Brevan Howard currency manager to leave hedge fund - source

LONDON Thu Jun 13, 2013 6:20am EDT

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LONDON (Reuters) - The manager of Brevan Howard's $570 million (364 million pound) currency fund is among a number of traders leaving the hedge fund firm because of underperformance, a source with knowledge of the matter said.

Luke Ding headed up the Brevan Howard Investment Fund II Macro FX Fund, which has struggled to consistently make money since its launch.

Brevan, one of the world's top fund firms, is consulting investors before deciding whether or not to close the fund, the source said, speaking on the condition of anonymity. Two or three of the traders who are leaving work directly on the fund.

So far this year the fund has gained 1.58 percent to May 22, but last year it fell 2.32 percent and has an annual return of less than 1.5 percent since its launch, performance data shows.

Ding joined Brevan in 2007 from Merrill Lynch, according to the Financial Services Authority's Register. He could not immediately be reached for comment.

In an industry which stakes its reputation on an ability to make money in all markets, Brevan is renowned for taking a particularly tough approach to underperforming traders and funds.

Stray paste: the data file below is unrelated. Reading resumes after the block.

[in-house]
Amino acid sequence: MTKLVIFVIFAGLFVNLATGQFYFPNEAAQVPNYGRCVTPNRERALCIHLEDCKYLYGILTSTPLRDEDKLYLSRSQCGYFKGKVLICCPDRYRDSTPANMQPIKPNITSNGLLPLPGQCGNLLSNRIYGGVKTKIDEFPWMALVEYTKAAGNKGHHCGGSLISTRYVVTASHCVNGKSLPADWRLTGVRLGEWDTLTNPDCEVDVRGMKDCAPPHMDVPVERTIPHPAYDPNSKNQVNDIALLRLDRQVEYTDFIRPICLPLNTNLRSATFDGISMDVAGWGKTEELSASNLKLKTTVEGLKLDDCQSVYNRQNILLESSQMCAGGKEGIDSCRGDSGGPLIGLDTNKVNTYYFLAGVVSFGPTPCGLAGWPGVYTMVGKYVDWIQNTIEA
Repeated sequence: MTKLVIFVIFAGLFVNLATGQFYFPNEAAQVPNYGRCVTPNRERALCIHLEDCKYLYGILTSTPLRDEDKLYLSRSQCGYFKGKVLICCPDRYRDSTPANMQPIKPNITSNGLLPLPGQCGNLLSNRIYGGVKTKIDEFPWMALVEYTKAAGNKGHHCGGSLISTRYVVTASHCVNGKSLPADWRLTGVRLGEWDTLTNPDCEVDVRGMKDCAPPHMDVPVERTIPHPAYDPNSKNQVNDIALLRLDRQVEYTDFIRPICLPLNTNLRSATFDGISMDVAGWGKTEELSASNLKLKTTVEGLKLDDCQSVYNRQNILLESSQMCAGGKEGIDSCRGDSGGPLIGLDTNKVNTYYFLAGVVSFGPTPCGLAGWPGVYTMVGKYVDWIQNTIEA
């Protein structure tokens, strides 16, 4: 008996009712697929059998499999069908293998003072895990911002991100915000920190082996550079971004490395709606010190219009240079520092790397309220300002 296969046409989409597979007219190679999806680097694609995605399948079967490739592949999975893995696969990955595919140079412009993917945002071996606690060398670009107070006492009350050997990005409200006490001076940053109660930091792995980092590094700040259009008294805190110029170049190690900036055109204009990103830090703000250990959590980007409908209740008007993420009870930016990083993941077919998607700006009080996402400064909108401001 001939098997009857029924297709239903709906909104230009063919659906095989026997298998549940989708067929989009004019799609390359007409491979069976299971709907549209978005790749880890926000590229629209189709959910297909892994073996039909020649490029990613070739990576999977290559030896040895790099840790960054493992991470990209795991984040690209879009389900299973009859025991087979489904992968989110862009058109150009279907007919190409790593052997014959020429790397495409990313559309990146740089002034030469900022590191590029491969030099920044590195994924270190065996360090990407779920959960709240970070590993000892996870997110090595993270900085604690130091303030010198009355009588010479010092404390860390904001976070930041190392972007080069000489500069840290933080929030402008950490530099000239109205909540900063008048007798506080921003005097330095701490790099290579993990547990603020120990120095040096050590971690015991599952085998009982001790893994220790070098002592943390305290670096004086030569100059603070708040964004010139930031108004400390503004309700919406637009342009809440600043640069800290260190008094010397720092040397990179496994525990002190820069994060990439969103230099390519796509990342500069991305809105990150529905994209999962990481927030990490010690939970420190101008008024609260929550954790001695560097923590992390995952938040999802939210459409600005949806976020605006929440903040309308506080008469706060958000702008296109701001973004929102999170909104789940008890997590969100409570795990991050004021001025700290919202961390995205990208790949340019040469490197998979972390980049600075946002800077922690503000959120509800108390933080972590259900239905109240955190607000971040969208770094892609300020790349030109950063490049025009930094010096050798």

While those who make the firm money are rewarded with extra capital for trading, losing traders see their allocated capital shrink and - if losses are too steep - may face the exit.

The fund is also letting a "handful" of traders go as part of its biannual review, the source said. The traders were spread across asset classes and none were senior risk-takers, the source added.

Brevan, which manages more than $40 billion in assets, has added around 40 traders to its ranks in the past two years, many of them from banks cutting back on trading staff. The firm now employs 80 traders, mainly from its London and Geneva offices.

The Master fund, which has never had a down year, lost 2.6 percent last week, two investors said, one of a number of so-called global macro managers wrong footed by the recent round of volatility. The fund is still up 4.3 percent this year, however.

(Reporting by Tommy Wilkes; Editing by Carmel Crimmins Louise Heavens)

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